Property Development Patterns Increase Confidence of Investors
Understanding development patterns is of prime interest to property investors because it can help them anticipate the path of future growth and thus locate sites with significant appreciation potential.
Sites that are on the path of future growth have strong appreciation potential since the value of a site with not development around is significantly lower than the value of a site that is surrounded by new developments of various uses either commercial or residential or a combination of the two. The suburbanization of households was followed by suburbanization of office activities and services.
Urban development and growth patterns can be better understood and predicted within the framework of one or more of the four basic models describing urban structure and patterns of urban growth:
1) the Axial-Central theory, introduced by Hurd (1924), which postulates that cities grow in an axial mode
2) the Concentric Circle theory, introduced by Burgess (1925), which postulates that the city consists of concentric rings of various uses extending around the city’s the central business district (CBD)
3) The Sector theory, introduced by Hoyt (1939), which combines the axial and concentric ring theories to suggest that a city develops partially in sectors and partially in concentric ring zones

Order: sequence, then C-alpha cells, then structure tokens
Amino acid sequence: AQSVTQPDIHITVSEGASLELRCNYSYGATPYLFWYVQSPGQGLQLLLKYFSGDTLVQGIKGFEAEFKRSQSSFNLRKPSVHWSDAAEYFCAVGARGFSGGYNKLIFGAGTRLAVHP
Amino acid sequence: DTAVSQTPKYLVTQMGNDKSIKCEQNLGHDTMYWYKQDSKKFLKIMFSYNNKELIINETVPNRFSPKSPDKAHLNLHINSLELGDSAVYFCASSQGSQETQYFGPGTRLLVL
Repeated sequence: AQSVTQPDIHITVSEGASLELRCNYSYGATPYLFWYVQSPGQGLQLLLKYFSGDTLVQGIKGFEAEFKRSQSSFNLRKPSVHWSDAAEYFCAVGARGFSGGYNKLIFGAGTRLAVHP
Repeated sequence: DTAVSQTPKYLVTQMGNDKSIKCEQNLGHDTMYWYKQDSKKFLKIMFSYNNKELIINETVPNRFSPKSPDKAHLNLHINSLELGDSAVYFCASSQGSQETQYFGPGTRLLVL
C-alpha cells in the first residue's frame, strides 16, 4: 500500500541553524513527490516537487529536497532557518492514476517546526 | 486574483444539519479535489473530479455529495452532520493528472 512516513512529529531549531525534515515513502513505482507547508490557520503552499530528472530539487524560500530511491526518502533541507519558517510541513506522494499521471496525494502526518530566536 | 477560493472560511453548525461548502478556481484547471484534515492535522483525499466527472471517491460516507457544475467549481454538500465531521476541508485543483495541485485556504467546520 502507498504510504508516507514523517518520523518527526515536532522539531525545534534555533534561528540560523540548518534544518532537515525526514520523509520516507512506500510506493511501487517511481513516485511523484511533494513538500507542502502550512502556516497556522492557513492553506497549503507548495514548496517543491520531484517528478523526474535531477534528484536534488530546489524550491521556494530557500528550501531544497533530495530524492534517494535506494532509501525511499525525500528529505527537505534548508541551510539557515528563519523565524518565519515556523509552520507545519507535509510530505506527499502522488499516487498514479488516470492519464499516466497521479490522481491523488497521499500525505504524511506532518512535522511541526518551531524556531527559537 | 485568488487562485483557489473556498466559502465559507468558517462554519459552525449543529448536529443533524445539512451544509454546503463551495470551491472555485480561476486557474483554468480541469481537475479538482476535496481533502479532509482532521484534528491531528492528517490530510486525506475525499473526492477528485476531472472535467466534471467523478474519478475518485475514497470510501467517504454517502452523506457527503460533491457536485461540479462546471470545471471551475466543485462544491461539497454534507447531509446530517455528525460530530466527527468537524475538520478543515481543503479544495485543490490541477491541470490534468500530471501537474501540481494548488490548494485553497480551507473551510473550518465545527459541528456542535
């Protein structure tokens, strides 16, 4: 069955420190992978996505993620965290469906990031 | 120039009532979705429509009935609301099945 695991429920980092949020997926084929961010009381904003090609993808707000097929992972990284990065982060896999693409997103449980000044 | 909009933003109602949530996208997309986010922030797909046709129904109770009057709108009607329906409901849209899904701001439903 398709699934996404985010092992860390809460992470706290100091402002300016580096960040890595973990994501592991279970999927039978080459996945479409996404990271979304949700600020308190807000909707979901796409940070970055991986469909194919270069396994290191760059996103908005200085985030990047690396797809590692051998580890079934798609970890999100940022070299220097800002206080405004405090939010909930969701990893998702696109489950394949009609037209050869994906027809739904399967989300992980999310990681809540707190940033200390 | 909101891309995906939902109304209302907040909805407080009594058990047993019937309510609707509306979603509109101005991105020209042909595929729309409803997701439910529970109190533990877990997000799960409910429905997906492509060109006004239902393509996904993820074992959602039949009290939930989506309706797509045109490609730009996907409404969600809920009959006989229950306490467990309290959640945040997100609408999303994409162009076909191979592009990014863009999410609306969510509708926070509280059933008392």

4)The Multiple Nuclei theory, introduced by Harris and Ullman (1959), which postulates that urban growth is manifested in multiple clusters of complementary uses
Suburban growth is the main venue through which mature metropolitan areas expand. Suburban sprawl has been a common phenomenon in US metropolitan growth patterns and has been stimulated by the availability of cheap land.
Hartshorn and Muller describe a five-stage model of suburban growth, which includes the following stages
1) Development of bedroom residential communities
2) Development of suburban regional malls, as well as office and industrial parks
3) Intensification of housing and commercial development and its diversification in terms of quality and price
4) Development of high-rise office towers and high-tech research and development activities in selected suburban corridors
5) Maturation of suburban downtown centers through the development of cultural, social, and recreational facilities, completing the full spectrum of land uses found in mature urban areas